To oversee the new Rag, a core group of old Ragsters formed a nonprofit organization, the New Journalism Project, which hopes to reach across generations and cultivate young journalists. "We're looking to keep expanding the variety of perspectives, including some that might be hard to find if you rely on the mainstream media," said Mercedes Lynn de Uriarte, an associate professor at UT who serves as president of the nonprofit's board. "The Digital Age provides opportunities to create a product that mirrors the goals of the Sixties."

There are, as Dreyer notes, similarities in the eras. Much as in the Sixties, the Rag is re-emerging at a time of extreme political polarization, when progressives are increasingly disillusioned and isolated. Media is as ubiquitous as water these days, yet many lefties feel as though they have no voice, despite the growth of Daily Kos, the Huffing­ton Post, and other liberal outlets. The rantings of Olber­mann and Matthews seem no more relevant or interesting to the movement than the babblings of Hannity and Beck.

"Keith Olbermann doesn't represent my political perspective," said UT journalism professor Rob­ert Jensen, a prolific author and Rag contributor who describes himself as "anti-capitalistic" and "anti-empire." "There's no political party that represents us and no media outlet that represents us."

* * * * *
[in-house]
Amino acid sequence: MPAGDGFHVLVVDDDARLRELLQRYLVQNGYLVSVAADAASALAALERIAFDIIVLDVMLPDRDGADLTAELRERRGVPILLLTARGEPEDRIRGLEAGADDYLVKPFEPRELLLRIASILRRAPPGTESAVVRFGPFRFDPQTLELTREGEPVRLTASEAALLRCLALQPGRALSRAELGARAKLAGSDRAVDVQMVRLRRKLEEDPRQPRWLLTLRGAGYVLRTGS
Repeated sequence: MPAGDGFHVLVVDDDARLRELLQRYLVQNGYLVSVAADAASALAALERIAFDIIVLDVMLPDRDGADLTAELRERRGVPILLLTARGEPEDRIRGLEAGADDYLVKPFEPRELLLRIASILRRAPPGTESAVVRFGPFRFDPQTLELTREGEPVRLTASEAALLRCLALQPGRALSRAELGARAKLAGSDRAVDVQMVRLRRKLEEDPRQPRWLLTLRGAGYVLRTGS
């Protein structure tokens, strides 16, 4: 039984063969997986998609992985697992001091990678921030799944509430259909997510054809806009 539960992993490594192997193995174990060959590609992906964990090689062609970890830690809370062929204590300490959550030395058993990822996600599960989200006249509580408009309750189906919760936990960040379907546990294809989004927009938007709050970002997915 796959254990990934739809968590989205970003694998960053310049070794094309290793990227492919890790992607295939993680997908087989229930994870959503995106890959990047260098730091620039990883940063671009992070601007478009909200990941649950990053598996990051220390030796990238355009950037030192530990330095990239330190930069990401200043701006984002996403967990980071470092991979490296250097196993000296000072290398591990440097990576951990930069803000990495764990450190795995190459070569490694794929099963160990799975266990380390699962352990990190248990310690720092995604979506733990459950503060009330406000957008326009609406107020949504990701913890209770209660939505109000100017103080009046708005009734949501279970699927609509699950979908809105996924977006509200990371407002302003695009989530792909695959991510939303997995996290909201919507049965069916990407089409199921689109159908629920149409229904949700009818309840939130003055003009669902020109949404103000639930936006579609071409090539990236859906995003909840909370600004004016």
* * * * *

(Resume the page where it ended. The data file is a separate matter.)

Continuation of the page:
If the progressive movement seemed marginalized in the Sixties, that's even truer today. Terms like "socialist" and "liberal" have become meaningless slurs in the political dialogue. Any connection to the radicalism of the past is political dynamite, evidenced by the way Barack Obama was demonized for his past association with professor and social activist Bill Ayers (whose articles have appeared on the Rag Blog) – for things Ayers allegedly said or did decades ago.

If anything, it's harder than ever for the radical press, the true lefties, to influence the dialogue. As the Sixties raged, The Rag could whip up a crowd to protest the tyranny of library cards. Today the Rag Blog can engage readers in Uzbekistan, but it's tough to create a ripple in the media ocean, unless they're taking on the frenzy du jour, screaming about the use of the word "retard" or debating whether the president is a socialist, fascist, or just a really sneaky Kenyan Nazi.

It's a Zen koan of the YouTube era: When everyone has a megaphone, it's impossible to be heard.

"There's just too much noise," Dreyer said. "You have to find ways to make a real connection." The original Rag was founded on the idea of unabashedly marrying activism and journalism, a concept that seems almost quaint now. Everybody preaches to the choir these days.

Big Plans